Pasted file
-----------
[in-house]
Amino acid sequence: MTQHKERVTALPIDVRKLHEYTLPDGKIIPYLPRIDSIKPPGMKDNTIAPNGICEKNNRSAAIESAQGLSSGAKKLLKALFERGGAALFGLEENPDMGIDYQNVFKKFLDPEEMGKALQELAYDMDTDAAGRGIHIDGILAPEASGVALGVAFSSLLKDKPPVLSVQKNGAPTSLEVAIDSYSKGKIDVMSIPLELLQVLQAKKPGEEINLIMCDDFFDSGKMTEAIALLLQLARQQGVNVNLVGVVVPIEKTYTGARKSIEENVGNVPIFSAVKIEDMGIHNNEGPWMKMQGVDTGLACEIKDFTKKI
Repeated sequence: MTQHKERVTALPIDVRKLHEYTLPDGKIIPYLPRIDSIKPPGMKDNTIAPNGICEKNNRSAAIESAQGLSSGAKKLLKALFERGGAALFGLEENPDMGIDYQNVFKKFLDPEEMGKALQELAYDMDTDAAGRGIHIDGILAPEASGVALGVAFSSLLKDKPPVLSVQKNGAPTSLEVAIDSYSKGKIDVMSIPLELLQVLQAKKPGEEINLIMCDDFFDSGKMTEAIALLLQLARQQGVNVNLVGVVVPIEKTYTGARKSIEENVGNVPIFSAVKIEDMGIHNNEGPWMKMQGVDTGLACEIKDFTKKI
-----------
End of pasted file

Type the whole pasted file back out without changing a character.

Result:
[in-house]
Amino acid sequence: MTQHKERVTALPIDVRKLHEYTLPDGKIIPYLPRIDSIKPPGMKDNTIAPNGICEKNNRSAAIESAQGLSSGAKKLLKALFERGGAALFGLEENPDMGIDYQNVFKKFLDPEEMGKALQELAYDMDTDAAGRGIHIDGILAPEASGVALGVAFSSLLKDKPPVLSVQKNGAPTSLEVAIDSYSKGKIDVMSIPLELLQVLQAKKPGEEINLIMCDDFFDSGKMTEAIALLLQLARQQGVNVNLVGVVVPIEKTYTGARKSIEENVGNVPIFSAVKIEDMGIHNNEGPWMKMQGVDTGLACEIKDFTKKI
Repeated sequence: MTQHKERVTALPIDVRKLHEYTLPDGKIIPYLPRIDSIKPPGMKDNTIAPNGICEKNNRSAAIESAQGLSSGAKKLLKALFERGGAALFGLEENPDMGIDYQNVFKKFLDPEEMGKALQELAYDMDTDAAGRGIHIDGILAPEASGVALGVAFSSLLKDKPPVLSVQKNGAPTSLEVAIDSYSKGKIDVMSIPLELLQVLQAKKPGEEINLIMCDDFFDSGKMTEAIALLLQLARQQGVNVNLVGVVVPIEKTYTGARKSIEENVGNVPIFSAVKIEDMGIHNNEGPWMKMQGVDTGLACEIKDFTKKI